A guitarist’s guide to MIDI
MIDI is one of the most misunderstood and mistrusted technologies in the guitar world, but it offers a huge potential for you to control your rig in otherwise impossible ways – here’s why you shouldn’t be afraid of going digital.
Image: Martin Philbey / Redferns
MIDI – the very name often strikes fear into the hearts of guitarists, who view the whole concept as some strange arcane magic best left to synth players and Allan Holdsworth. And for many years – when analogue was a byword for ‘good’ – the notion of our guitar sounds being digitised in any way was absolutely unthinkable for those who prized that ethereal concept of ‘tone’.
But those years are long gone – look down at your pedalboard, chances are your favourite delay or reverb pedal uses all manner of digital jiggery pokery inside it. Hell, your amp (if you even use one) probably has some sort of digital wizardry going on that makes it sound good at lower volumes.
So if we no longer fear digital in our signal chains, surely that also applies to MIDI? After all, MIDI really isn’t an audio medium at all, but simply a way to communicate a message to be re-produced on a sound engine like our amplifiers or effects pedals. More specifically for guitarists and bass players, it’s a way to bring the controls on your pedals and amps to a more accessible location – like your pedalboard.
MIDI is misunderstood, but hopefully this guide will help to demystify this most useful technology and encourage you to make use of the advantages it offers the gigging and recording guitarist.
What is MIDI?
MIDI (Music Instrument Digital Interface) communicates the pitch, timing and dynamic (more commonly known as velocity) of a performance across to different mediums that can send and receive MIDI themselves. MIDI isn’t limited to programming VST plugins (Virtual Studio Technology) like grand piano, orchestral swells or beats. Because the language MIDI uses is also helpful for automating or controlling expression, it can control effects changes for guitar players who need their feet for stage moves instead of switching multiple pedals on and off throughout a song.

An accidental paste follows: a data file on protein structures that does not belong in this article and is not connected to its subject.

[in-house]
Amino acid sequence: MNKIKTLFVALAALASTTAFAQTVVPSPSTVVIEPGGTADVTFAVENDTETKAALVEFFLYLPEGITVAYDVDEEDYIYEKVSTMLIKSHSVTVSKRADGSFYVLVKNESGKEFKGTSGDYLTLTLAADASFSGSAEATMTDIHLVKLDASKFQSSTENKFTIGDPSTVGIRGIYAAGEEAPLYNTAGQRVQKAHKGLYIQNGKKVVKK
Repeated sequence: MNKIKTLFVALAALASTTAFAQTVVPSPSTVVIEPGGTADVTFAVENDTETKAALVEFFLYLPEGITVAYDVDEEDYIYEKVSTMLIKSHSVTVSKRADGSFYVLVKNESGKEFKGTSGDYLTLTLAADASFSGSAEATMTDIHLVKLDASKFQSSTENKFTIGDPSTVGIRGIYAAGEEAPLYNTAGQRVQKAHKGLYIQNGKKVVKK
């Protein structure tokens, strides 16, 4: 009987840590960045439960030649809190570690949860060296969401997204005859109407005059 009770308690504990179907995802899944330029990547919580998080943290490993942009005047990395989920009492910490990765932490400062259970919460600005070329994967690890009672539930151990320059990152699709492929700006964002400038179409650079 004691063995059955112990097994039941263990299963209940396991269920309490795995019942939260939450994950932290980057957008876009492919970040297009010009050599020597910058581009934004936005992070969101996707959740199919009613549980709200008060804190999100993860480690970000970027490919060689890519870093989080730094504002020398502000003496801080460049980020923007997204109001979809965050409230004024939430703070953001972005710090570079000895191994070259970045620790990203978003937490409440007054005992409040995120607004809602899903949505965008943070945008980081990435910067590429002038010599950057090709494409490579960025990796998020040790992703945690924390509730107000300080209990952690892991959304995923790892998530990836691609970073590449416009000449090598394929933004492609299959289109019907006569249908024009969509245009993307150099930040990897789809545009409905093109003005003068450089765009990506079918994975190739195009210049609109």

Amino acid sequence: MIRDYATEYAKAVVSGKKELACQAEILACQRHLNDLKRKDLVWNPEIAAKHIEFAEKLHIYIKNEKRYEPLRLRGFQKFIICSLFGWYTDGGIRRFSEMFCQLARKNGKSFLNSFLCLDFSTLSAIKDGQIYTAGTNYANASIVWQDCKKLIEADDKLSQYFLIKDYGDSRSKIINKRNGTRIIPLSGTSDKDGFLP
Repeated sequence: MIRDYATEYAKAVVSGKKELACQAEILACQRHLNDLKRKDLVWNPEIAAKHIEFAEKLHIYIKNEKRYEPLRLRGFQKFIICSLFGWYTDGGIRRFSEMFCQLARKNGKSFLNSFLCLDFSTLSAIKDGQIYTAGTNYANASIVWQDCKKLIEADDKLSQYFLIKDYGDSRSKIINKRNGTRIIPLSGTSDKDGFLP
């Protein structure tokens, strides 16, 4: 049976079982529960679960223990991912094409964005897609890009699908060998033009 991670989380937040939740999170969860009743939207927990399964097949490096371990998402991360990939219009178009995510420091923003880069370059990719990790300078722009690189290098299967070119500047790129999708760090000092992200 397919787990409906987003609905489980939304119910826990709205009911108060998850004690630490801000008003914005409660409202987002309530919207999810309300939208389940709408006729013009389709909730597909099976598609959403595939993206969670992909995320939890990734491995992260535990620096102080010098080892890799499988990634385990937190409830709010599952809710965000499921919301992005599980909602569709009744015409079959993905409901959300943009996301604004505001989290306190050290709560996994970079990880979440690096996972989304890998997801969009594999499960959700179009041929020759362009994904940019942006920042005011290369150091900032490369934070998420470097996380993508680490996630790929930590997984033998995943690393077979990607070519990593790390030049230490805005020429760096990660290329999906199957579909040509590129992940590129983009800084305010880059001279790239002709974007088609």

For example, while a MIDI keyboard might communicate the note, velocity and rhythm of a keyboard performance, the rate, depth and blend of a tremolo can be controlled in the same manner. Alternatively, the channels of some amplifiers can be switched on and off via MIDI. MIDI is communicated via traditional 5-pin MIDI din cables or via USB, the latter being able to send and receive MIDI via one cable. While there’s a world of recording software, or DAW (Digital Audio Workstation), applications for MIDI that we’ll cover another time, more and more effects pedals are being designed and released with comprehensive MIDI integration to make taking control of MIDI simple!
Best of all, MIDI-enabled products are often designed for super easy set-up because of how complex the routing and signal can be. It’s important to remember that MIDI for guitar is oftentimes used to assign control to different parameters of our sound, rather than create, synthesize or replace sounds entirely.
What does MIDI have to do with guitar?
One of the most popular uses of MIDI in guitar playing is via MIDI switchers that are used to toggle patches or presets on and off, oftentimes with the ability to do multiple effects at once. These switchers work for both amplifier modelling units or analogue equipment. MIDI expression pedals offer the same results, but with more scope for adjustment because of how they allow for subtle adjustments between either ‘on’ or ‘off’. MIDI Expression pedals can be used to control more than just increases in volume of an effect, but can control the time or tone of a delay, how much grit of a saturation pedal is blended in or the mix of a modulation pedal. MIDI for guitar doesn’t affect your playing so much as it removes some of the manual work around switching sounds, while also enabling you to expressively adjust elements for a unique, live performance.